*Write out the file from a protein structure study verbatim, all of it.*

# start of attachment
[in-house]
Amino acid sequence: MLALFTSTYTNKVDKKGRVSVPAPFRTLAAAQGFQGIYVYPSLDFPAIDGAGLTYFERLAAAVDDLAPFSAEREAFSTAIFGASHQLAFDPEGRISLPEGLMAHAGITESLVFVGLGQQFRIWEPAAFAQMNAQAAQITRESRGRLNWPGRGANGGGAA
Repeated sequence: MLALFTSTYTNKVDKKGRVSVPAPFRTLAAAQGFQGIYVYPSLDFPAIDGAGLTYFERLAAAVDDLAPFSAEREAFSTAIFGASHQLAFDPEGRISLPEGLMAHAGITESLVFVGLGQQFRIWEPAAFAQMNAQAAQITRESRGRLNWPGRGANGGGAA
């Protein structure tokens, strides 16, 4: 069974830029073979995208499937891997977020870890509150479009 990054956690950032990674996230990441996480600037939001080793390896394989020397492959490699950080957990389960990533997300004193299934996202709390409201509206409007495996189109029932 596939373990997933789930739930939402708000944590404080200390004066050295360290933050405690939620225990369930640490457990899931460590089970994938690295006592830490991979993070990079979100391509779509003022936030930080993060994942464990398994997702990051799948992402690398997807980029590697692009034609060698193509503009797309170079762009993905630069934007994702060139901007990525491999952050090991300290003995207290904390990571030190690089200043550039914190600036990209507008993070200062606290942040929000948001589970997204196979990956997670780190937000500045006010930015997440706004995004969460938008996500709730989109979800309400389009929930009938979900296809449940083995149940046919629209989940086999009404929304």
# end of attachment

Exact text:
[in-house]
Amino acid sequence: MLALFTSTYTNKVDKKGRVSVPAPFRTLAAAQGFQGIYVYPSLDFPAIDGAGLTYFERLAAAVDDLAPFSAEREAFSTAIFGASHQLAFDPEGRISLPEGLMAHAGITESLVFVGLGQQFRIWEPAAFAQMNAQAAQITRESRGRLNWPGRGANGGGAA
Repeated sequence: MLALFTSTYTNKVDKKGRVSVPAPFRTLAAAQGFQGIYVYPSLDFPAIDGAGLTYFERLAAAVDDLAPFSAEREAFSTAIFGASHQLAFDPEGRISLPEGLMAHAGITESLVFVGLGQQFRIWEPAAFAQMNAQAAQITRESRGRLNWPGRGANGGGAA
């Protein structure tokens, strides 16, 4: 069974830029073979995208499937891997977020870890509150479009 990054956690950032990674996230990441996480600037939001080793390896394989020397492959490699950080957990389960990533997300004193299934996202709390409201509206409007495996189109029932 596939373990997933789930739930939402708000944590404080200390004066050295360290933050405690939620225990369930640490457990899931460590089970994938690295006592830490991979993070990079979100391509779509003022936030930080993060994942464990398994997702990051799948992402690398997807980029590697692009034609060698193509503009797309170079762009993905630069934007994702060139901007990525491999952050090991300290003995207290904390990571030190690089200043550039914190600036990209507008993070200062606290942040929000948001589970997204196979990956997670780190937000500045006010930015997440706004995004969460938008996500709730989109979800309400389009929930009938979900296809449940083995149940046919629209989940086999009404929304």